EBay's planned spinoff of PayPal, announced today, is a necessary and inevitable response to the influx of disruption coming to the payments industry from unconventional sources.
As companies like Amazon.com, Apple and Wal-Mart take a growing interest in the payments market, PayPal's status as a unit of a rival e-commerce company limited its role. But as an independent operation, PayPal can be a key and relevant participant in the fast-evolving industry.
"The opportunities for strategic relationships have never been higher," said John Donahoe, eBay's CEO, during a Sept. 30 conference call to discuss eBay's plans to split from PayPal next year. "This opens up opportunities for all the strategic flexibility in the world."
PayPal also faces new categories of payment providers, such as Square, which is echoing PayPal's strategy of using payment data to fuel other financial services.
"The competitive environment is changing very fast and this will create opportunities for both eBay and PayPal," said Donahoe, who previously advocated keeping the two companies together when activist investor Carl Icahn briefly pushed for the two companies to be separated.
EBay is now less than 30% of PayPal's total volume, and will be less than 15% in three years, Donahoe said, saying the decline in the two company's crossover business has been noticeable in the past year alone. "PayPal's growth rate off of eBay is three times than its growth on eBay," he said.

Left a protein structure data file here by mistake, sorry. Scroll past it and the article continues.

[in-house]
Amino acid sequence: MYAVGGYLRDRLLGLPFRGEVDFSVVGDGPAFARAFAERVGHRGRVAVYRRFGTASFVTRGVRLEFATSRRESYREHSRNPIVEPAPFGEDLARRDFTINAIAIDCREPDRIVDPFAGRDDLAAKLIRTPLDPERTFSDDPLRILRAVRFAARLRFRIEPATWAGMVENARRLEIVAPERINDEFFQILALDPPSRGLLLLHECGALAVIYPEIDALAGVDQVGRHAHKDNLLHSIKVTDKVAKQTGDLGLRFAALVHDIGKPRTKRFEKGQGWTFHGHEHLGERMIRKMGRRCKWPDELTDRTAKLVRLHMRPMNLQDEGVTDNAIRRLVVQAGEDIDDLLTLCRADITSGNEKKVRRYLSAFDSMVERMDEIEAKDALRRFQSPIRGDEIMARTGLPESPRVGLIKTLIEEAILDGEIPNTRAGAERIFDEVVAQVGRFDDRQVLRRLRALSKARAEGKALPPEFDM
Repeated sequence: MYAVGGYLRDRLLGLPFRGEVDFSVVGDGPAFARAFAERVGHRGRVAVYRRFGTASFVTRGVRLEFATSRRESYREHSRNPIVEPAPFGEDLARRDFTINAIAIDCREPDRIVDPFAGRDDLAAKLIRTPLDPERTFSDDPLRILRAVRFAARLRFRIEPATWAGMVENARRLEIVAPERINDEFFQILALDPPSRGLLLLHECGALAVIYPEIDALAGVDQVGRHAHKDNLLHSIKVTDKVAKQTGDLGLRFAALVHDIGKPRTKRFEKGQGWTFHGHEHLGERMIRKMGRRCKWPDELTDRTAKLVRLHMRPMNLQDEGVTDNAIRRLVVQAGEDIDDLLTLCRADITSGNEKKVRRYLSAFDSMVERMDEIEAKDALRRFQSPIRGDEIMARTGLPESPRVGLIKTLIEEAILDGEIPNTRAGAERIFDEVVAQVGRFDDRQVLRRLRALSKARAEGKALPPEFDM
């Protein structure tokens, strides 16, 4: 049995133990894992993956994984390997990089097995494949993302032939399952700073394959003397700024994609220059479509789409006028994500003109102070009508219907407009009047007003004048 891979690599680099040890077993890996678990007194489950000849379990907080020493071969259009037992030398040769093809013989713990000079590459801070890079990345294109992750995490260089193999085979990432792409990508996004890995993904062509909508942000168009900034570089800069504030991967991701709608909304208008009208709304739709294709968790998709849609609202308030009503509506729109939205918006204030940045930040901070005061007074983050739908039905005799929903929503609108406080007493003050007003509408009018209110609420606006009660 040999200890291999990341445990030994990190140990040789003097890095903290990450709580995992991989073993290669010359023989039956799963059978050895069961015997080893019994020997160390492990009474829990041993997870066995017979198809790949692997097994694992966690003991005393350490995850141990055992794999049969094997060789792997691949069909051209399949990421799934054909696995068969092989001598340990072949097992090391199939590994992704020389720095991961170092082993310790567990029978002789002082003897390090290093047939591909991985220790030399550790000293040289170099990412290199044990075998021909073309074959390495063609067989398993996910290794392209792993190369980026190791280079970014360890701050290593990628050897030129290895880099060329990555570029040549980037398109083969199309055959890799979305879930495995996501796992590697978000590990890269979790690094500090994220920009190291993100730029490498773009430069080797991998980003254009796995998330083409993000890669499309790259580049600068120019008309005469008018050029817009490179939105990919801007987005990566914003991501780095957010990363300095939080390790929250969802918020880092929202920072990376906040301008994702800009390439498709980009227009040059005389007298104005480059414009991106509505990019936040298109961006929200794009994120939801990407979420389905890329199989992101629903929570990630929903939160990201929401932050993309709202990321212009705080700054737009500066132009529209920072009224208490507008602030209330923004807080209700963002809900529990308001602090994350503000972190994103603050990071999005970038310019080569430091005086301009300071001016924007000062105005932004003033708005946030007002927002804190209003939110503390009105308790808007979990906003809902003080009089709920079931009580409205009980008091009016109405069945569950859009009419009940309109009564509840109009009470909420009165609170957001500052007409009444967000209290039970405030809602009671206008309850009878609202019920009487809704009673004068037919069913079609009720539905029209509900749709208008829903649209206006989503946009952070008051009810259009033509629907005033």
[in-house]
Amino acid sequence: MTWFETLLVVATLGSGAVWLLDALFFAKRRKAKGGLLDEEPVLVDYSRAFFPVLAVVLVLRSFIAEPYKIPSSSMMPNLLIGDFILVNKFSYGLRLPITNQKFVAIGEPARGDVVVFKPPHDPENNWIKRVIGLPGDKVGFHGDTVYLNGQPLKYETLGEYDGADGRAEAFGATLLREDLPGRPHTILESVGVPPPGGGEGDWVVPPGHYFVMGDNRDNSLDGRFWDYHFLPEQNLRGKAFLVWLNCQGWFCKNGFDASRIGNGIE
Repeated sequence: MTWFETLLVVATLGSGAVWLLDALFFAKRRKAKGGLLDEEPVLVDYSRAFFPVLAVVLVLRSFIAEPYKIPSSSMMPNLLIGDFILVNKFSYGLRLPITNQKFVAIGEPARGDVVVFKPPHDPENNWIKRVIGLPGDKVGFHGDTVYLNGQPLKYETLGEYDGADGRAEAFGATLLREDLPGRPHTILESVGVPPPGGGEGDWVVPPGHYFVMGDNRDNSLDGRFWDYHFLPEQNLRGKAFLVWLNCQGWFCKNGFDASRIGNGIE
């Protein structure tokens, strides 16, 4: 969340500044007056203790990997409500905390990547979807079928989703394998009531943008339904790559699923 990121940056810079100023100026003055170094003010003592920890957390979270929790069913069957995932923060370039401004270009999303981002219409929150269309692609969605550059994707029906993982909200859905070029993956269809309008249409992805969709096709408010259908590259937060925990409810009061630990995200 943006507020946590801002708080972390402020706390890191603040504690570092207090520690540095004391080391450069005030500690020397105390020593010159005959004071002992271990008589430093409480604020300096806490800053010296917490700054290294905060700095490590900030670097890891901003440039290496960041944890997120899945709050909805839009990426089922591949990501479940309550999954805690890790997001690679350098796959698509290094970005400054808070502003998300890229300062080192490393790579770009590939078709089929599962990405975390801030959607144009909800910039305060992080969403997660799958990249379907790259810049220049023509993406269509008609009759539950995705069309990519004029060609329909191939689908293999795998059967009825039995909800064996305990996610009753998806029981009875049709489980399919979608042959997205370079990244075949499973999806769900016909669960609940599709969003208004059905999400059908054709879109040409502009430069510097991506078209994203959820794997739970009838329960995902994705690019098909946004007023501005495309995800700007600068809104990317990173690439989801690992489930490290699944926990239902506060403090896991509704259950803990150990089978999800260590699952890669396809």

After separating from eBay, which bought PayPal in 2002 for $1.5 billion, PayPal will also be able to accelerate development of its Braintree unit, which it bought last year for $800 million. "We are working hard to replatform PayPal and are building a more agile foundation," Donahoe said.
Over the next year, PayPal and eBay will untangle their business, including products that work across the two companies, such as PayPal Credit/Bill Me Later, Donahoe said. The two companies will then change the nature of some agreements to maintain partnerships where it makes sense.
"We can maintain our synergies with arm's-length agreements," Donahoe said.
Donahoe will also leave his post as part of the spinoff. Donahoe and eBay CFO Bob Swan will lead the separation of each business, then will join the boards of both companies. Dan Schulman was hired to be president of PayPal and the CEO-designee of the standalone PayPal company. Schulman was president of American Express's Enterprise Growth Group and held senior executive roles at AT&T, Priceline and Virgin Mobile. Devin Wening, eBay's president, will be CEO of the new eBay.
At Amex, Schulman will be succeeded by Neal Sample, the enterprise growth group's chief information officer and chief marketing technologist.